r(t)=α·e(t−Δτ)  (16)
    where α is the reflection coefficient and Δτ is the time delay corresponding to the location of the target. In the pre-compressor 1406 on each channel, a matched filter is applied to the receive signal based on the corresponding ETP-coded transmit signal as like
    r(t)*e(−t)=α·e(t−Δτ)*e(−t)  (17)
  • [0136]
    In case of the bi-phase rectangular window function, the ETP-coded transmit signal may be composed of the binary sequences (i.e., +1 or −1) so that the matched filter can be implemented with two's complement adders. It does not require any complex multipliers. For other window functions, the elongated transmit signal (i.e., without ETP coding) as well as the corresponding ETP-coded transmit signal can be utilized in matched filtering to remove the need for complex multiplers. In fact, the elongated transmit signal may be regarded as a subset of the ETP-coded transmit signal because it can be produced by using the single-phase rectangular window function.
  • [0137]
    FIG. 20 shows the output from matched filtering when utilizing the ETP-coded and elongated transmit signals as the matched filter kernel. As seen in FIG. 20(a), the ETP-coded transmit signal shows similar results when transmitting the elongated transmit signal after matched filtering, i.e., the PSL is proportional to the length of the transmit signal. Even when the elongated transmit signal (i.e., o(t)) is used as the matched filter kernel, this characteristic may still be preserved as seen in FIG. 20(b). In the illustrated embodiments, o(t) represents the elongated transmit signal.
  • [0138]
    After matched filtering, the pre-compressed receive signals from all the channels may be coherently combined together in the receive beamformer 1408. For reducing the sidelobes in the lateral direction, apodization can be applied as well. Thus, the beamformed receive signal, d(t), is given by d ( t ) = n = 0 N - 1 b ( n ) · r ( n , t ) * e ( - t ) ( 18 )
    where N is the number of channels on the receiver and b(n) is the apodization coefficients.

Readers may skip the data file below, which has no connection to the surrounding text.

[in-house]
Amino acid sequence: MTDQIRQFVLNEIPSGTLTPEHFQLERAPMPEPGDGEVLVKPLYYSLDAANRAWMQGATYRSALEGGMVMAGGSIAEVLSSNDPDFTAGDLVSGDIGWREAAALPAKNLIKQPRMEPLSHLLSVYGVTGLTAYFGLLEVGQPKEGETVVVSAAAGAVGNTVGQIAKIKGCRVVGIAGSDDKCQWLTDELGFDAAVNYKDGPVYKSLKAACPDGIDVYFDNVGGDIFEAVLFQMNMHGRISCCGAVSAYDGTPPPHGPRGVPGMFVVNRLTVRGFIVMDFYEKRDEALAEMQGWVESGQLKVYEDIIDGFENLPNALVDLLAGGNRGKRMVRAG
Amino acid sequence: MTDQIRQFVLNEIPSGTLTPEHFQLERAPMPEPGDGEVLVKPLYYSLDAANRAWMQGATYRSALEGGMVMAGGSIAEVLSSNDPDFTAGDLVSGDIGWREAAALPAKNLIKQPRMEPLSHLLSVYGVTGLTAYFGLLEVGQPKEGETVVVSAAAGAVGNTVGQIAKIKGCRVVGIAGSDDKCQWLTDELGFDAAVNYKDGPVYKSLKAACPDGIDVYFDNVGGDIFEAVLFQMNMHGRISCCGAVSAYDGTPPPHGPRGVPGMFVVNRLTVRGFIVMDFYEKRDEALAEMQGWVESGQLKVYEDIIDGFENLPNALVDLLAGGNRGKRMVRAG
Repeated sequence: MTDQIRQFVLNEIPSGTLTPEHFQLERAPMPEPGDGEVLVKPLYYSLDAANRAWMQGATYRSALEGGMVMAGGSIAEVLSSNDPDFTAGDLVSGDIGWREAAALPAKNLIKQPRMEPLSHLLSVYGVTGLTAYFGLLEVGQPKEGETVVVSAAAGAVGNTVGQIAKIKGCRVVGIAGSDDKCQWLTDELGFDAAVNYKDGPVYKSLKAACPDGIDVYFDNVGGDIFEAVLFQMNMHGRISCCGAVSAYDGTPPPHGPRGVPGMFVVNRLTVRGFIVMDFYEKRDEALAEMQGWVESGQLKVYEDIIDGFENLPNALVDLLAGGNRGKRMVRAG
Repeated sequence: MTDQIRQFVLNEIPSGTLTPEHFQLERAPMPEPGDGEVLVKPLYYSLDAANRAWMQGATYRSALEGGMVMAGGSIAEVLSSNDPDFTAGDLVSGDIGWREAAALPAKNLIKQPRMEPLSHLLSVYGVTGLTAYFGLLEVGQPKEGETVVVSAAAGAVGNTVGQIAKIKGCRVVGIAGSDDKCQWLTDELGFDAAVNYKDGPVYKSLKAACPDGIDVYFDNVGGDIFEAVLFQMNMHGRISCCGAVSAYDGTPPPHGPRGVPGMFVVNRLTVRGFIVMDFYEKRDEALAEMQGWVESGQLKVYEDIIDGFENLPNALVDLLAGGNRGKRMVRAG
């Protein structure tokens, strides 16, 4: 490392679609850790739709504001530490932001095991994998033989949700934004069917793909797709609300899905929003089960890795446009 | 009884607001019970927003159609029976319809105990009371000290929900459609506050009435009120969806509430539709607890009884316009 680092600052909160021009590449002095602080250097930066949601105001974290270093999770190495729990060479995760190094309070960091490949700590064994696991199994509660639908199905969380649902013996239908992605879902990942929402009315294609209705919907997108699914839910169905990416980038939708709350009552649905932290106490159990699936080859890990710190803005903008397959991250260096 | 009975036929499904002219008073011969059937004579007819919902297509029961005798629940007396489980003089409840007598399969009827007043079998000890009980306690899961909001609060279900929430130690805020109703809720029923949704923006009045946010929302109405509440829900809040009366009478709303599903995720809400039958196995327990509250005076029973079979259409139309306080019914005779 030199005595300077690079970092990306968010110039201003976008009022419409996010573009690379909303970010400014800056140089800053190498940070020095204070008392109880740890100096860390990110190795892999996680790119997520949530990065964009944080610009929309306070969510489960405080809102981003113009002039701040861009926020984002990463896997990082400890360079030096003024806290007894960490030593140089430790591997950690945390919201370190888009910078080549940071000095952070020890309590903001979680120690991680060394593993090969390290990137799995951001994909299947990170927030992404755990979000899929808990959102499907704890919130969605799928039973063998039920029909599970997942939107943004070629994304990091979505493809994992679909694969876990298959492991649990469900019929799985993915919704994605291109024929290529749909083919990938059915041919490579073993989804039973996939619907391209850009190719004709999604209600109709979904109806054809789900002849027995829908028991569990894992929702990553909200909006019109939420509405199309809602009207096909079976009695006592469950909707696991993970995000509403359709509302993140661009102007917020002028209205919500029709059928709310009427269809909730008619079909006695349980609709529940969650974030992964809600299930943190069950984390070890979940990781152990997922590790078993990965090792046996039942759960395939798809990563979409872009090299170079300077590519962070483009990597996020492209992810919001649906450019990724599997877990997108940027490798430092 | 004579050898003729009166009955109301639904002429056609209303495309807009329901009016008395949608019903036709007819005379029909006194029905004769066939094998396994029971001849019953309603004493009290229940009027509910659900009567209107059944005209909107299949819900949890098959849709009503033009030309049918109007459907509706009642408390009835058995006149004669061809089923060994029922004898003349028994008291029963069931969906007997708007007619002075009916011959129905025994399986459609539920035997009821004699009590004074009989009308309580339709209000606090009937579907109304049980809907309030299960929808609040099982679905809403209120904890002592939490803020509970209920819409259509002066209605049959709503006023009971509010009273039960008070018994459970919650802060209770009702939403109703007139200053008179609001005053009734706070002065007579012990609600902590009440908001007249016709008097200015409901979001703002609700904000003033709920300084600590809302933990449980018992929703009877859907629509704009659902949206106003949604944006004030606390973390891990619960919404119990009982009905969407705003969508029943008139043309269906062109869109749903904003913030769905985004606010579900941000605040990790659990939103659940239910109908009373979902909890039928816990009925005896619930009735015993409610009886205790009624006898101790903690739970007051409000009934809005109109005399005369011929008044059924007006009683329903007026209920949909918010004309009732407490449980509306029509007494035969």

• [0139]
    After receive beamforming, a sidelobe suppression filter may be used in the post-compressor 1410 to remove the sidelobes in the axial direction. The sidelobe suppression filter coefficients can be obtained from the published aricle by Chen et al. entitled “A new algorithm to optimize Barker code sidelobe suppression filters”, IEEE Transactions on Aerospace and Electronic Systems, Vol. 26, pp. 673-677, 1990, by modeling the precompressed receive signal (i.e., C(ƒ)) as the convolution between the mainlobe and sidelobe signals as follows: C ( f ) = C m ( f ) C s ( f ) ( 19 ) where C m ( f ) = sin 2 ( π fT ) ( π fT ) 2 ( 20 ) C s ( f ) = M + 1 - sin ( 2 π fMT ) 2 π fT ( 21 )
    and Cm(ƒ) and Cs(ƒ) are the power spectral density of the mainlobe and sidelobe functions, respectively. By performing the inverse Fourier transform of Eq. (21), the sidelobe suppression filter coefficients are obtained. An example sidelobe suppression filter is illustrated in FIG. 21.
  • [0140]
    Alternatively, the sidelobe suppression filter coefficients may be obtained based on the minimax and genetic optimization approaches as well. The sidelobe suppression filter has arbitary values in its coefficients so that it may use complex multipliers as well as adders. Therefore, it is practically difficult to implement the sidelobe suppression filter with the matched filter in each channel. On the contrary, if both the matched filter and the sidelobe suppression filter are positioned after receive beamforming to reduce the hardware complexity, severe artifacts are introduced due to the distortions in the elongated transmit signals from dynamic receive focusing. However, in the two-stage pulse compression method, a matched filter is implemented in each channel to minimize the signal distortion from dynamic receive focusing while a single sidelobe suppression filter is used to reduce the sidelobes after receive beamforming.